We recently held a breakfast for Sales Leaders where the topic for the session was Handling Customer Objections and Push Back. We had our biggest attendance numbers so far in the series because, for the most part, it's what most of us wrestle with.
Unfortunately, it's not as simple as memorising some key phrases when customers give you their reasons for not going ahead or just playing delay tactics.
Before we look at what you can do to address this, let's first understand the reasons why it happens in the first place.
The Value Equation: Value = Benefits - Costs
This is the equation your clients calculate in their minds whenever they think of you and your company. If you're not checking in regularly as to how you're performing in relation to this equation, you're leaving the continuity of the relationship to chance.
Pushback is the opposite to value. It's an indication of lack of insight.
In a nutshell, customers will push back when there's:
Or they need to compare
Building insight to establish what matters before you propose a solution means you're less likely to miss something important to your prospect or client, which will result in pushback.
Not everything can be discovered in one meeting or with just one stakeholder.
So, how can you reduce pushback? Here are some considerations to help you build insight early on in your client engagement:
Is there a real need? If there isn't a problem to solve, why are you talking with this customer/prospect? No need, no deal.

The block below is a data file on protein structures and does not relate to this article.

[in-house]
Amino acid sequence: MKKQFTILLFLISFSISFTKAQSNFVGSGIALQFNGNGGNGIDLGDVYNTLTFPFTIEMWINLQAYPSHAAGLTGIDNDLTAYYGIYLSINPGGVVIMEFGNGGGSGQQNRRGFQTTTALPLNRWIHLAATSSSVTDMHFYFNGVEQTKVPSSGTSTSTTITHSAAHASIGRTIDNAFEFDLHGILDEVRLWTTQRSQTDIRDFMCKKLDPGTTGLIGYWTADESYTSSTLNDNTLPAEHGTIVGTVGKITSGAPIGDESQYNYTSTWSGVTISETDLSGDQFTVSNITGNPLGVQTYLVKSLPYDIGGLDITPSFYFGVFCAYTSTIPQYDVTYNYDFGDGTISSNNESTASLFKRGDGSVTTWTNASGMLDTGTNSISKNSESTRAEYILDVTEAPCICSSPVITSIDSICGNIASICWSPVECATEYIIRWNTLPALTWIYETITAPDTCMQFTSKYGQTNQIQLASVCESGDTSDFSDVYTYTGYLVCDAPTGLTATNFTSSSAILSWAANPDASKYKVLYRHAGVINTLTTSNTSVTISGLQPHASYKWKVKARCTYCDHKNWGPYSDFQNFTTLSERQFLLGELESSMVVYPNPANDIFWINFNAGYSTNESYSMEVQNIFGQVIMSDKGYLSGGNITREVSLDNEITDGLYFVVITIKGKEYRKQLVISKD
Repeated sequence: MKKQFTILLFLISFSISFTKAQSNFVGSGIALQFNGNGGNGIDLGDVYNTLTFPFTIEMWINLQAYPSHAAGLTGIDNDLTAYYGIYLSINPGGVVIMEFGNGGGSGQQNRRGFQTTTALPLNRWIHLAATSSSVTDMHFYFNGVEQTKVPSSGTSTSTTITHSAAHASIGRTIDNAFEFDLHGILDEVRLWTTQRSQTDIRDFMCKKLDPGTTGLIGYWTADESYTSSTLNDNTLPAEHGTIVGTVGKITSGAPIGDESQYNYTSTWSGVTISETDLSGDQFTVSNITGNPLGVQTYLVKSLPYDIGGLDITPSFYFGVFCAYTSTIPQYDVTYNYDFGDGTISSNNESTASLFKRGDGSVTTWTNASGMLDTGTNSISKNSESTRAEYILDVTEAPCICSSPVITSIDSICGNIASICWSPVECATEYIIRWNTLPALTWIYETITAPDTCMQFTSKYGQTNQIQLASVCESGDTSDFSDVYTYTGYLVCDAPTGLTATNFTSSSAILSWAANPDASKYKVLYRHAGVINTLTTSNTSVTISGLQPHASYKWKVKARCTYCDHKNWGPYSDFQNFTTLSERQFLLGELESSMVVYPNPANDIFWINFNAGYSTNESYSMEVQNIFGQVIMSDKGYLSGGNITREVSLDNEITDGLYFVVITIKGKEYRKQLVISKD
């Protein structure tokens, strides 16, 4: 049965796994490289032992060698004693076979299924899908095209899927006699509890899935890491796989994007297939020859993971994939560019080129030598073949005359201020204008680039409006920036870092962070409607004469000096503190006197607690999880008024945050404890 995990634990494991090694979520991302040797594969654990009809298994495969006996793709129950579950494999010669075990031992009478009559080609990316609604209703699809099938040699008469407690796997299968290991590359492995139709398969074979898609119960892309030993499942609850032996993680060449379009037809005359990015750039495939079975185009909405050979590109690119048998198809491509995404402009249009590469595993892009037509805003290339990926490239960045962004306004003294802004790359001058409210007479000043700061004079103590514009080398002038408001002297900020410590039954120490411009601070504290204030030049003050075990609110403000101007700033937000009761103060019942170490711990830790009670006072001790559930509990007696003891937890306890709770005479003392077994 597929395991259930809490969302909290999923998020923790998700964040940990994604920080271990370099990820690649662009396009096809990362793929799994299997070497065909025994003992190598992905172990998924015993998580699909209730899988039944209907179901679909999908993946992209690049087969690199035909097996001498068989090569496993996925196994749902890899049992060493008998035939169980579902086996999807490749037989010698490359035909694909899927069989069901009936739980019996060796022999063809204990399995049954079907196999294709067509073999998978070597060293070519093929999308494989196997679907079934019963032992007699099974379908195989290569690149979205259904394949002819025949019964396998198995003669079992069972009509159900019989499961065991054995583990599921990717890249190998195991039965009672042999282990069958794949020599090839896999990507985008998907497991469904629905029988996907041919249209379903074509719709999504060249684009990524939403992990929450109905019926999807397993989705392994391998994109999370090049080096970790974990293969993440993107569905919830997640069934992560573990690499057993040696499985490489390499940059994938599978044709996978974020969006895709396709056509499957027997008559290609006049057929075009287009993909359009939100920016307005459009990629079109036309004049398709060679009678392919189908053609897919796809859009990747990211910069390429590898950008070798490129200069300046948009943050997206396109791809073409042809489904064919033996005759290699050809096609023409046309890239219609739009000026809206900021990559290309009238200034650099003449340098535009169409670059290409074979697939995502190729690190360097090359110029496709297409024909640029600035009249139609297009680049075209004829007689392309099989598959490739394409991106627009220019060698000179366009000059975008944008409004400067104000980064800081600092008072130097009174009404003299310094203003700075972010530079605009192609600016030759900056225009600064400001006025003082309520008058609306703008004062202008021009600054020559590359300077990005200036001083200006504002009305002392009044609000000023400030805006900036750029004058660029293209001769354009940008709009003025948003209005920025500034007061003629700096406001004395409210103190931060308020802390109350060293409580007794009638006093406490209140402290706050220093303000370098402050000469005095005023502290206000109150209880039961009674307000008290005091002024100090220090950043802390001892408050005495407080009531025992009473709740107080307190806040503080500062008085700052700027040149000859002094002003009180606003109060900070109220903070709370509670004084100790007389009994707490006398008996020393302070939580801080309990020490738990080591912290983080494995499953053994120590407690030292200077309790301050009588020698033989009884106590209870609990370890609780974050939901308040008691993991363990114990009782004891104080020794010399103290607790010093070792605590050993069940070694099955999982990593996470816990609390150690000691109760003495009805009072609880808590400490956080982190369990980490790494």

Have you engaged with key stakeholders (i.e. Decision maker, key influencers, those directly impacted by solution)? What are their drivers? How will they measure success? What are their deal breakers?
Have you tested the solution with each stakeholder? Can they articulate the value?
Is this the right time? Are there competing priorities? Is it better to wait?
Are they looking at competitors' solutions as well? How do you compare? What do they do better than you? What do you do better than them? What is the perception of your competitor?
Is there an internal stakeholder who could influence the decision away from you?
Is there a budget set aside for your solution? If not, why not?
Do they like you? Do they trust you? Do they trust the solution will do what they need it to?
Want to find our more? Please contact me: Ingrid.email@example.com to arrange a time for an obligation free chat.
Tips from John Buchanan, Beyond 19, Coaching Practicing Lead:
No matter the stage of the transaction, the amount of the transaction, the importance of the transaction, the ongoing nature of the transaction, the transaction will succeed or not succeed due to the relationship between vendor and buyer
If there is to be a successful business relationship, there must be fist a strong, trustful, authentic personal relationship